What’s happening in Atlantic City?

Atlantic City is a poster child for bad management, runaway costs, bloated pensions, patronage and greed. Probably not unlike a city near you. Can it be saved?

Night time view of Atlantic City, New Jersey in better times, circa 2008. (Image via Wikipedia entry on Atlantic City)

WASHINGTON, Feb. 18, 2016 — The state of New Jersey is about to take over Atlantic City (AC) in an effort to keep the city financially solvent. Because of a collapse in tax revenue and because the Borgata Casino recently decided to withhold a $7.5 million tax payment, the city will run out of cash before the end of February.

The state says that in 2011, AC was given five years to improve its financial condition.  In 2016, not only has the situation not improved, it has descended to crisis proportion. Declining tax revenue, resulting from a 70 percent drop in real estate values, has pushed the city budget tens of millions of dollars into the red. And the heavy debt burden has pushed the city’s credit rating to junk bond status.

Making matters worse, the city continues to rely heavily on tax revenues from the casino industry, which continues to decline. While the recently purchased Showboat Casino Hotel and parts of the Revel Casino Hotel will likely re-open soon, it is difficult to determine whether those openings will increase the market or take business from existing casinos.

There have been broad discussions about moving Atlantic City forward. Most experts conclude that the city must reinvent itself as a tourist and resort destination that does not rely solely on casino gambling. Little, however, has been accomplished thus far.

When the state takes control, it will likely conclude that it is time to overhaul Atlantic City.

The first thing the state will do is to supply the money to make sure city bills and city employees are paid. Then it will reduce expenses as quickly as possible. The largest expenses for the city are personnel related. This includes the wages and salaries of workers and benefits and pensions.

Although there are contracts in place, the new law gives the state the right to void the contracts. The state will probably seek cost reductions in the 30 percent range through a combination of pay and benefit cuts and layoffs. The state may even consider switching to county-wide services.

A legal dispute could develop that might delay the state’s plans. But any delay in the plan to reduce expenses quickly will likely result in a bankruptcy action, which, at this point, may be the city’s best way forward. While bankruptcy conveys a negative perception that will damage the resort’s image, it is a relatively quick way to turn things around and get the finances in order.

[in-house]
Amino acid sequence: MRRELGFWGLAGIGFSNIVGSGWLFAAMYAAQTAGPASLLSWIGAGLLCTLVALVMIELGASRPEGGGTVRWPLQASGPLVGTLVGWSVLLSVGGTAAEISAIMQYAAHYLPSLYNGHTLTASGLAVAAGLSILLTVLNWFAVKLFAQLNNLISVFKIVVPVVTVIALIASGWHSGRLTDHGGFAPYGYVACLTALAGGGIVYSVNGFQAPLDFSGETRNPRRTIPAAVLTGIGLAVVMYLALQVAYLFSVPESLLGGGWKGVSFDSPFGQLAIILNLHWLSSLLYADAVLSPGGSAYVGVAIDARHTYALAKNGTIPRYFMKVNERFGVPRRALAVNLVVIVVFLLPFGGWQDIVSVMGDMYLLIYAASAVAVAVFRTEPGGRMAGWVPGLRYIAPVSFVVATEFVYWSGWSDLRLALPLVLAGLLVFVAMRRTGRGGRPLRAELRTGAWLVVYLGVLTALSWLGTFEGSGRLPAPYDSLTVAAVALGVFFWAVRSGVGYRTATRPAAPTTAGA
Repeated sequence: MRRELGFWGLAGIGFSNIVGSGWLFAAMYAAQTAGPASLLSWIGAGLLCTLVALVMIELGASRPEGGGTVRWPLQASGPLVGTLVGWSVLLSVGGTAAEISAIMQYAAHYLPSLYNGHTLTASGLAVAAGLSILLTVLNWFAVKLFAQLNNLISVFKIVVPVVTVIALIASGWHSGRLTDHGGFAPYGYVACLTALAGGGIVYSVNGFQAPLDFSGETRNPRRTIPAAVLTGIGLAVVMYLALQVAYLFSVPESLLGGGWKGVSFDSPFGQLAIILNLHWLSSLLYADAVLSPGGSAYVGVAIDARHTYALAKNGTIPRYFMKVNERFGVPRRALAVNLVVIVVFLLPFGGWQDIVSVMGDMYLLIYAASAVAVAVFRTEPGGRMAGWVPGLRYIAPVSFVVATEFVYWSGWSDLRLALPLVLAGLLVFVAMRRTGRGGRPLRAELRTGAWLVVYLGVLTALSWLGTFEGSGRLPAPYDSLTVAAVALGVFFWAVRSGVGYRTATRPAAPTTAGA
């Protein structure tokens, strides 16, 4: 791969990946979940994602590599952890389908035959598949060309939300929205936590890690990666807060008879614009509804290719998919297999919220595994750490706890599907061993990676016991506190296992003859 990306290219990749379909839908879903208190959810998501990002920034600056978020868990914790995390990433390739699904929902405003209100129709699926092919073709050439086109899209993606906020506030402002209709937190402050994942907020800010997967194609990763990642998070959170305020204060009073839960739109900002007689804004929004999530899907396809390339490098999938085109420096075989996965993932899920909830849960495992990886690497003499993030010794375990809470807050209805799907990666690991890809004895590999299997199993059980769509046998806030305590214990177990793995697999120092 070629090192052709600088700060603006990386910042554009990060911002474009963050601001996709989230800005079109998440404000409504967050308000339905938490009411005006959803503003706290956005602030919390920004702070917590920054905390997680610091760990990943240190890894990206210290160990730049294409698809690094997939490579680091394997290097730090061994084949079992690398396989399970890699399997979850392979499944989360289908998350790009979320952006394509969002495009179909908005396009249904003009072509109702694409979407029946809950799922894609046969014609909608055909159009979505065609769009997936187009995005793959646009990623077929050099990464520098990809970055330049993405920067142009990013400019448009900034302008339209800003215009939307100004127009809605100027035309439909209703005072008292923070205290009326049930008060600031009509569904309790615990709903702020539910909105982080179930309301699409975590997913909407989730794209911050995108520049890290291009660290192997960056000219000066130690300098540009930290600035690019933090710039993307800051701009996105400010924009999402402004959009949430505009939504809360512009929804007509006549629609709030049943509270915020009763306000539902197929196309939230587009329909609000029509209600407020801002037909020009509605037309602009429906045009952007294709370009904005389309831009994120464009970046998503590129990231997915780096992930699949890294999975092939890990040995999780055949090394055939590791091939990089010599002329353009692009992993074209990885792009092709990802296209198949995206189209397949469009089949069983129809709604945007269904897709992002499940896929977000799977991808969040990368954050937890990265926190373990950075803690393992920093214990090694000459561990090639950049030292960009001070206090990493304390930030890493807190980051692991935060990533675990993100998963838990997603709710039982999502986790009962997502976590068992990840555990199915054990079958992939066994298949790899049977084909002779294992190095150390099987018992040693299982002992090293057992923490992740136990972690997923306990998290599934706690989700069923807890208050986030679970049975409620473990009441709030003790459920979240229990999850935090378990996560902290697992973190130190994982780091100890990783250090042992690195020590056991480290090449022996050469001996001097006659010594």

While the city’s finances are in terrible condition, the root cause of the problem has been a lack of visionary leadership. However, deals were made, and the leadership always seemed focused on conveniently solving problems by providing short-term solutions rather than considering the long-term economic effects. Most of the city’s problems can be traced to that lack of vision.

For the first 25 years of casino gambling in AC, tax revenue flowed, seemingly without limit, into the city’s coffers. Patronage jobs were given out freely, often without regard for future budget implications. City employee costs ballooned with higher salaries, generous benefits and generous pensions adding relentlessly to the burden. A leader with vision would have kept these costs in check and would have made adjustments as early as 2007, when Atlantic City’s decline began. But that never happened.

After stabilizing annual expenses, the state will examine the $400+ million of debt plus other obligations, such as the $160 million that is owed to Borgata and the tens of millions of dollars owed to other casinos because of tax overpayments. Assuming bankruptcy is avoided by the city, those debts will likely be settled by selling city assets such as the now-shuttered city airport, the Convention Center and the municipal water company.

The state takeover could last as long as five years. When the state leaves, the city’s finances will be sound, although the city government may look much different. The state will hope that the next generation of leaders elected in Atlantic City will have enough vision to lead their overhauled city toward a more promising future.

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